However, he continued, “given the variety of legal and natural persons who have been held to be 'clients' for the purpose of LAP [which included HM Customs & Excise, the Bank of England and the DPP], I do not consider that the defender can be denied an equivalent status, at least in the circumstances of the present case.” A lawyer might be a client for legal advice and have the protection of privilege. In using his powers under the 2002 Act the Lord Advocate was acting as “prosecutor” in terms of the Act and might be said to fill a client-like role, not that of government adviser, and there was no reason why he or his depute should not be the recipient of legal advice or, if the other conditions were satisfied, to be able to assert LAP.

While the EU Court of Justice had not accepted in-house counsel as sufficiently independent for LAP to attach to their communications – the position was not settled as respects government lawyers – in Scotland they could be expected to be admitted solicitors and subject to solicitors' professional duties, and could be lawyers acting in the capacity of lawyers for LAP purposes.

On waiver, the fact that the defender had previously provided extensive material without taking any point on LAP was neither here nor there. “Where it is suggested that there had been waiver of an entitlement to object to further recovery, something specific is required in support. Here there was nothing.”

Nor was it relevant that the material sought to be recovered was at the very heart of the dispute. When applicable, the protection was absolute; “it is not subject to qualification or the making of an exception in the public interest. There is no balancing exercise to be carried out”.

Lord Brodie concluded on this point: “In my opinion there is no reason in principle why the defender cannot assert LAP in relation to communications between an advocate depute and full time salaried COPFS officials who are admitted solicitors and deployed in roles which require an application of their legal expertise.”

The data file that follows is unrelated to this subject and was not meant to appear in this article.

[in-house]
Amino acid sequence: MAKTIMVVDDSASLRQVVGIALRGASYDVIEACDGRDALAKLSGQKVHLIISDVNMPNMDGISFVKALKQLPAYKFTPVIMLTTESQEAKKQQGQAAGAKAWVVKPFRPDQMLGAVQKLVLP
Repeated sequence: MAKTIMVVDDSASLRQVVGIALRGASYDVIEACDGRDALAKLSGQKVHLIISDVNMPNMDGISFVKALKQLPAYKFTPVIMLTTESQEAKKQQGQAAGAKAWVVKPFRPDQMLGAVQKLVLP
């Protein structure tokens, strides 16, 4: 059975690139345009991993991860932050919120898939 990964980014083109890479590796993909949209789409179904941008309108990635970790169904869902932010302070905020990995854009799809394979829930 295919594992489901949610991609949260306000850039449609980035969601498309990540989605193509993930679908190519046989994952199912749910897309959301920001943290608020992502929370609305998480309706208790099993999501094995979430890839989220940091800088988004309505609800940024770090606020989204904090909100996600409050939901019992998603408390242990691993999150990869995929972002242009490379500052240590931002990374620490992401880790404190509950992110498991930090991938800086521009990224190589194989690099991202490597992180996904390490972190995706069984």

Confidential

Having also considered the contents of the envelope, which consisted of eight emails over a 21 hour period ahead of the hearing for recall of the restraint order, including “summaries of facts, statements relating to the law as it relates to restraint orders and evaluations of the facts in the light of the law”, he continued: “what is revealed by the emails is what one would expect in an exchange between an advocate depute and COPFS officials. However, that this does not conform to the basic paradigm of a private client disclosing his confidential affairs to his legal adviser, does not seem to me to matter. What appears from the emails is an obviously private discussion of the application of the law to the available facts in an instant case, among four persons on whom the defender’s predecessor in office relied for legal advice. That, in my opinion, gives the discussion and therefore the emails by which the discussion was carried out, a confidential character”.

The defender was therefore entitled to assert LAP in respect of the contents of the sealed envelope.

Click here to view Lord Brodie's opinion.